The green pepper ladders you see laying on the ground in front of the support are there to protect the small cucumber seedlings. Up until last weekend, I had a sheet of plastic draped over the whole thing to add some heat for these tender plants. Next to this cucumber bed is the spring spinach patch. I gave it some fish emulsion tea fertilizer on Saturday.
I can tell you that with the heavy rain we have gotten today combined with the shot of fertilizer I gave it last weekend, this patch tonight is about twice as thick with harvestable leaves from that shown in this photo taken on Sunday! I can see some signs that it would like to bolt though, so I need to do a hard harvest this weekend and freeze some. In the meantime, I cut a nice bunch of it tonight to make a fresh spinach salad for dinner. In the last photo the front section of bed that would appear empty is actually a planting of carrots I did two weeks ago (May 2nd). The bed has all germinated and emerged and is really looking good – they are just too small yet to show up in photos.
The Pinto beans I also planted on May 2nd (with the corn and pumpkins) have almost all emerged now too and I noticed this evening that the bush beans and pole beans planted on May 9th are also just beginning to break ground.
The big spinach patch, green onions, and container planting of Merlot lettuces have been feeding us really well for the past week or so. I have also been harvesting a lot of kale and Tronchuda cabbage but not recording it in my harvest weight tally because I have been harvesting regular but small amounts to feed my young chickens! It adds up, but each day’s picking is so small I have not been bothering with weighing it. I quit harvesting asparagus about two weeks ago and am now letting it go to frond for the season.
The real star of the garden at the moment is the pea patch. Check it out!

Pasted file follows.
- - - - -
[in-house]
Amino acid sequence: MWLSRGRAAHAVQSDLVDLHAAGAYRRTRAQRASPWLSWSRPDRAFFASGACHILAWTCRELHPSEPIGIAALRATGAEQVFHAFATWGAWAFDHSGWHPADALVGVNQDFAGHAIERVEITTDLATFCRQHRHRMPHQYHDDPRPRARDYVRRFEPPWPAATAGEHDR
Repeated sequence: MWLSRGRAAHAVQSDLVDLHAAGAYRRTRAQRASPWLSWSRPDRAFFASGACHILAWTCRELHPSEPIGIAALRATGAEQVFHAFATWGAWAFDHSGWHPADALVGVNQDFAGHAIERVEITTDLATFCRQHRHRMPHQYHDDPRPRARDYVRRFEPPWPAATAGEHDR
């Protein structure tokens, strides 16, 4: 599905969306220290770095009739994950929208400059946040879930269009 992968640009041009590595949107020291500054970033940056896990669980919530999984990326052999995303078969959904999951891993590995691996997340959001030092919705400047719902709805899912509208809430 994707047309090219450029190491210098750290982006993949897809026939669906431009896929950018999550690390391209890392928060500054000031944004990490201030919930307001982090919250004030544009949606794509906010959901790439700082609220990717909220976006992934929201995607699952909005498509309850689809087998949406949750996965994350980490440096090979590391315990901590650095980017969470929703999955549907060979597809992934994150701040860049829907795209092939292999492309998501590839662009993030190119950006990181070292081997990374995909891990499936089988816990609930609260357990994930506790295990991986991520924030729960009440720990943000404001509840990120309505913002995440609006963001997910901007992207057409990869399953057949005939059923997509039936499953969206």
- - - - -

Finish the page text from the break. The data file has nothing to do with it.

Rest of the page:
The peas have latched on to the top most horizontal support and are now reaching for the sky. It’s looking like we will have another good pea harvest this year.
Also coming along is the broccoli patch.
I have yet to see center heads begin to form, but I don’t think I will have to wait very long based on the overall size and health of the plants. I side dressed the kale, cabbages, lettuces, and broccoli with some alfalfa pellets last weekend.
Time to wrap this update up. My meds are running out and I am starting to sneeze violently again and my nose is raw from blowing it. I hope I am better soon because I got a call today letting me know that our chicken coop kit is going to be delivered tomorrow! My husband and I are both anxious to get to this project and it would be a lot more fun if I were not sick. I sincerely hope for all of your sakes that you avoid this crud altogether.
|Posted on December 8, 2009 at 11:21 PM|
There are many of us who have limited space availability for food production gardening and yet still manage to produce a tremendous amount of our own food supply. This post is part of a blog series devoted to exploring the many techniques available to optimize food production gardening. There are quite a few topics that relate to this pursuit - including (among others):